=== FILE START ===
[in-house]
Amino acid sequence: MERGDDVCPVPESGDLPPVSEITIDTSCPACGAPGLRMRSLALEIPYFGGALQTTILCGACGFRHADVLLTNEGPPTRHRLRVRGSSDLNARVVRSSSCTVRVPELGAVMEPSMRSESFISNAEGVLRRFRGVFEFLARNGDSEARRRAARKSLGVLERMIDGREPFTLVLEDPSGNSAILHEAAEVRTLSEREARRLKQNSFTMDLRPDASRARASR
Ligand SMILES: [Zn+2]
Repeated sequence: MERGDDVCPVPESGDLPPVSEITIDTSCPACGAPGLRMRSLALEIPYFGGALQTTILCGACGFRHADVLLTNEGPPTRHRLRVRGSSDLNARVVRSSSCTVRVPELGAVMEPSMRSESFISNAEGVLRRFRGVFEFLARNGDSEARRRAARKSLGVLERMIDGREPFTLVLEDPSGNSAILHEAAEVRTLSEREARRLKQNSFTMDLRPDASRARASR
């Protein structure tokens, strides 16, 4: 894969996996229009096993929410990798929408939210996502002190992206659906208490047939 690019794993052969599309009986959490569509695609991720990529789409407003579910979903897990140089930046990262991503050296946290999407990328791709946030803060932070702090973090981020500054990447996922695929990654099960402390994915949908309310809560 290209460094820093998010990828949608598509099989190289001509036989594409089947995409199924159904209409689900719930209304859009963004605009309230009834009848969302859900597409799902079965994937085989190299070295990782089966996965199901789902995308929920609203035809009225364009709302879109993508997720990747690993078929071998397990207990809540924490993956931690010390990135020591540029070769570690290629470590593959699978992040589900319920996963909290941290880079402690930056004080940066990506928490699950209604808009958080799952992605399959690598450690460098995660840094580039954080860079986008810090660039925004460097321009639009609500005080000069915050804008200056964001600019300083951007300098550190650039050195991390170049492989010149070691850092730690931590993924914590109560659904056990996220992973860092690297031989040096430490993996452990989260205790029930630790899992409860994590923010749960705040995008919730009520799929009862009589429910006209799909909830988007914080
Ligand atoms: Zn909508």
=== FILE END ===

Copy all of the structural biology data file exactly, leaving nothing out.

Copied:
[in-house]
Amino acid sequence: MERGDDVCPVPESGDLPPVSEITIDTSCPACGAPGLRMRSLALEIPYFGGALQTTILCGACGFRHADVLLTNEGPPTRHRLRVRGSSDLNARVVRSSSCTVRVPELGAVMEPSMRSESFISNAEGVLRRFRGVFEFLARNGDSEARRRAARKSLGVLERMIDGREPFTLVLEDPSGNSAILHEAAEVRTLSEREARRLKQNSFTMDLRPDASRARASR
Ligand SMILES: [Zn+2]
Repeated sequence: MERGDDVCPVPESGDLPPVSEITIDTSCPACGAPGLRMRSLALEIPYFGGALQTTILCGACGFRHADVLLTNEGPPTRHRLRVRGSSDLNARVVRSSSCTVRVPELGAVMEPSMRSESFISNAEGVLRRFRGVFEFLARNGDSEARRRAARKSLGVLERMIDGREPFTLVLEDPSGNSAILHEAAEVRTLSEREARRLKQNSFTMDLRPDASRARASR
């Protein structure tokens, strides 16, 4: 894969996996229009096993929410990798929408939210996502002190992206659906208490047939 690019794993052969599309009986959490569509695609991720990529789409407003579910979903897990140089930046990262991503050296946290999407990328791709946030803060932070702090973090981020500054990447996922695929990654099960402390994915949908309310809560 290209460094820093998010990828949608598509099989190289001509036989594409089947995409199924159904209409689900719930209304859009963004605009309230009834009848969302859900597409799902079965994937085989190299070295990782089966996965199901789902995308929920609203035809009225364009709302879109993508997720990747690993078929071998397990207990809540924490993956931690010390990135020591540029070769570690290629470590593959699978992040589900319920996963909290941290880079402690930056004080940066990506928490699950209604808009958080799952992605399959690598450690460098995660840094580039954080860079986008810090660039925004460097321009639009609500005080000069915050804008200056964001600019300083951007300098550190650039050195991390170049492989010149070691850092730690931590993924914590109560659904056990996220992973860092690297031989040096430490993996452990989260205790029930630790899992409860994590923010749960705040995008919730009520799929009862009589429910006209799909909830988007914080
Ligand atoms: Zn909508």